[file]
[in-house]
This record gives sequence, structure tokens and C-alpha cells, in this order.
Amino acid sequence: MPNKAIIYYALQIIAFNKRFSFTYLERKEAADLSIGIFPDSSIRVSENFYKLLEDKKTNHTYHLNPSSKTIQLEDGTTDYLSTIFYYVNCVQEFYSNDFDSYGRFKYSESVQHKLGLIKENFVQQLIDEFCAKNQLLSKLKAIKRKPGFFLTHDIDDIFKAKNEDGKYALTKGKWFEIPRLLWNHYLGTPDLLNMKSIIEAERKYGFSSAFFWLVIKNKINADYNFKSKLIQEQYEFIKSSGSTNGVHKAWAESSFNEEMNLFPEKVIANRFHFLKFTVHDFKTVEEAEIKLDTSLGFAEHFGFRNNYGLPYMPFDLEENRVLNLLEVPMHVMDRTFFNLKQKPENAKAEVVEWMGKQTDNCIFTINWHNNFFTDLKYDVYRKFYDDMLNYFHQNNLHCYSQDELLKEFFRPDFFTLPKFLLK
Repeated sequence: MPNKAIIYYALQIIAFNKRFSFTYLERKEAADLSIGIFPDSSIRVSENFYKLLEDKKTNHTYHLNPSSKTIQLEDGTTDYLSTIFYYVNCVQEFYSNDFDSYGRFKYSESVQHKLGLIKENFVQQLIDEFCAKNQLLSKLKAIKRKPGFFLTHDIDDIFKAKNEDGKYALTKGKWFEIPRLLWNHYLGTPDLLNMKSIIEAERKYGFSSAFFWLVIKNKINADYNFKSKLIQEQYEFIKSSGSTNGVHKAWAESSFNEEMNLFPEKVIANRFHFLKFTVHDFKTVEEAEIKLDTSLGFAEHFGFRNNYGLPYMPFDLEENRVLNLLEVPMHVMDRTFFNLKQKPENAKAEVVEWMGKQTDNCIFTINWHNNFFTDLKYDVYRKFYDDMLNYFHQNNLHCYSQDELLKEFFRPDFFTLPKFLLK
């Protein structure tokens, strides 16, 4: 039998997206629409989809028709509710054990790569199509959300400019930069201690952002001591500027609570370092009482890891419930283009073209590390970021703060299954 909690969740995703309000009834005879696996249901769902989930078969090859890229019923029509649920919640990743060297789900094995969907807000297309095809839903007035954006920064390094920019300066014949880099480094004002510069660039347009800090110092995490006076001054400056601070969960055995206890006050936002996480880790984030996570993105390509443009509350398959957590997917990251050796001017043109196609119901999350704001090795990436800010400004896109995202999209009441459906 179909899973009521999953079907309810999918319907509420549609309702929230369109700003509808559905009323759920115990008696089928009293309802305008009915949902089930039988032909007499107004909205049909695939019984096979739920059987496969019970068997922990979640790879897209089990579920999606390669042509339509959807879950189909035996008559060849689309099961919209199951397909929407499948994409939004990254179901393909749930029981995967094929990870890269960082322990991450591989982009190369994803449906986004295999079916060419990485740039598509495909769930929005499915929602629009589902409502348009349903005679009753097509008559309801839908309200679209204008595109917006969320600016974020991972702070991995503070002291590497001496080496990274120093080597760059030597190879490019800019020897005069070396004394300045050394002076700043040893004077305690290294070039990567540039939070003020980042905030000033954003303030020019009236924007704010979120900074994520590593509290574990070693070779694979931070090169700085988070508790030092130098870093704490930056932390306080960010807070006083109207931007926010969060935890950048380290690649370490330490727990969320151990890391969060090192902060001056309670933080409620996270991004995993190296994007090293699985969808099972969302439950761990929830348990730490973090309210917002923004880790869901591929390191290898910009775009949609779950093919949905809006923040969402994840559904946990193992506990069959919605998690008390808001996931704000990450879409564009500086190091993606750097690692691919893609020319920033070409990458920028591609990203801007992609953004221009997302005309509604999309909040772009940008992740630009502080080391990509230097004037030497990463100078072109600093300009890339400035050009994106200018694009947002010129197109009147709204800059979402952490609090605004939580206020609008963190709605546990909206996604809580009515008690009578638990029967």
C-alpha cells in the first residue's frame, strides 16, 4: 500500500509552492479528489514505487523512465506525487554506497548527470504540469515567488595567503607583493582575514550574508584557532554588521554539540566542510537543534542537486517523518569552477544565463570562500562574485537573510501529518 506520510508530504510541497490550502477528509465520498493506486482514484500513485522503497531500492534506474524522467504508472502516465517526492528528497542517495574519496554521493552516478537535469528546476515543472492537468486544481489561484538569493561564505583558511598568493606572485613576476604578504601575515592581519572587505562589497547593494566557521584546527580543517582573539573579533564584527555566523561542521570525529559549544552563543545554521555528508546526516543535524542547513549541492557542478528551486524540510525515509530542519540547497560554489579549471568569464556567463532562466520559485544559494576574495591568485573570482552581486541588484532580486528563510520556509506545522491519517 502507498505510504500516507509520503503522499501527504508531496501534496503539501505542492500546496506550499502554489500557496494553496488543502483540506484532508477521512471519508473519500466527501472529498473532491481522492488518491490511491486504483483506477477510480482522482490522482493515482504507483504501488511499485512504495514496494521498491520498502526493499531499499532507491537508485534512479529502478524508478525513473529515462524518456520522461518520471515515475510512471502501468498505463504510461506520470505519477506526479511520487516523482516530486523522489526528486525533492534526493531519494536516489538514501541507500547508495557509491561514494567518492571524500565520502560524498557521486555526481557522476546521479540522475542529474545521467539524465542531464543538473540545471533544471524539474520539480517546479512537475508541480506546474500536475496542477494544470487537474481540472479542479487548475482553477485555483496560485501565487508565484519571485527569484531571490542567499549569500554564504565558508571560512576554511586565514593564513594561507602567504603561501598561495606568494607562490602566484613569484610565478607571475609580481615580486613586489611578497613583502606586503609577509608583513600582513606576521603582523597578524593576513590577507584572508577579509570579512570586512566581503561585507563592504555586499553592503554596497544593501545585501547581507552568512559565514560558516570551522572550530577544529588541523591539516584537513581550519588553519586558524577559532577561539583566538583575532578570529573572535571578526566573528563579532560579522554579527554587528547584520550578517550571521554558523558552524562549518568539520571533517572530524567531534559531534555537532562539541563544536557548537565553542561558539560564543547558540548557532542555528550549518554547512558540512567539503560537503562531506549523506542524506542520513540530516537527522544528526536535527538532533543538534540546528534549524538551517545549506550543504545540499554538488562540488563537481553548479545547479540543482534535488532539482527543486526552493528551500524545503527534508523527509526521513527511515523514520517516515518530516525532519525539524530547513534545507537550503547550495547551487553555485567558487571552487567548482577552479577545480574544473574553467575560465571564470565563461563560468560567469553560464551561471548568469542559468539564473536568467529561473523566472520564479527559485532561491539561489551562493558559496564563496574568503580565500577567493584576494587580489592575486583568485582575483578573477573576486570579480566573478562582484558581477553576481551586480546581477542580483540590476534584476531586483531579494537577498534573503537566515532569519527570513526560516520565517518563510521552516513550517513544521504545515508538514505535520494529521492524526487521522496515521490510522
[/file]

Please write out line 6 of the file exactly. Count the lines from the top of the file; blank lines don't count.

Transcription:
C-alpha cells in the first residue's frame, strides 16, 4: 500500500509552492479528489514505487523512465506525487554506497548527470504540469515567488595567503607583493582575514550574508584557532554588521554539540566542510537543534542537486517523518569552477544565463570562500562574485537573510501529518 506520510508530504510541497490550502477528509465520498493506486482514484500513485522503497531500492534506474524522467504508472502516465517526492528528497542517495574519496554521493552516478537535469528546476515543472492537468486544481489561484538569493561564505583558511598568493606572485613576476604578504601575515592581519572587505562589497547593494566557521584546527580543517582573539573579533564584527555566523561542521570525529559549544552563543545554521555528508546526516543535524542547513549541492557542478528551486524540510525515509530542519540547497560554489579549471568569464556567463532562466520559485544559494576574495591568485573570482552581486541588484532580486528563510520556509506545522491519517 502507498505510504500516507509520503503522499501527504508531496501534496503539501505542492500546496506550499502554489500557496494553496488543502483540506484532508477521512471519508473519500466527501472529498473532491481522492488518491490511491486504483483506477477510480482522482490522482493515482504507483504501488511499485512504495514496494521498491520498502526493499531499499532507491537508485534512479529502478524508478525513473529515462524518456520522461518520471515515475510512471502501468498505463504510461506520470505519477506526479511520487516523482516530486523522489526528486525533492534526493531519494536516489538514501541507500547508495557509491561514494567518492571524500565520502560524498557521486555526481557522476546521479540522475542529474545521467539524465542531464543538473540545471533544471524539474520539480517546479512537475508541480506546474500536475496542477494544470487537474481540472479542479487548475482553477485555483496560485501565487508565484519571485527569484531571490542567499549569500554564504565558508571560512576554511586565514593564513594561507602567504603561501598561495606568494607562490602566484613569484610565478607571475609580481615580486613586489611578497613583502606586503609577509608583513600582513606576521603582523597578524593576513590577507584572508577579509570579512570586512566581503561585507563592504555586499553592503554596497544593501545585501547581507552568512559565514560558516570551522572550530577544529588541523591539516584537513581550519588553519586558524577559532577561539583566538583575532578570529573572535571578526566573528563579532560579522554579527554587528547584520550578517550571521554558523558552524562549518568539520571533517572530524567531534559531534555537532562539541563544536557548537565553542561558539560564543547558540548557532542555528550549518554547512558540512567539503560537503562531506549523506542524506542520513540530516537527522544528526536535527538532533543538534540546528534549524538551517545549506550543504545540499554538488562540488563537481553548479545547479540543482534535488532539482527543486526552493528551500524545503527534508523527509526521513527511515523514520517516515518530516525532519525539524530547513534545507537550503547550495547551487553555485567558487571552487567548482577552479577545480574544473574553467575560465571564470565563461563560468560567469553560464551561471548568469542559468539564473536568467529561473523566472520564479527559485532561491539561489551562493558559496564563496574568503580565500577567493584576494587580489592575486583568485582575483578573477573576486570579480566573478562582484558581477553576481551586480546581477542580483540590476534584476531586483531579494537577498534573503537566515532569519527570513526560516520565517518563510521552516513550517513544521504545515508538514505535520494529521492524526487521522496515521490510522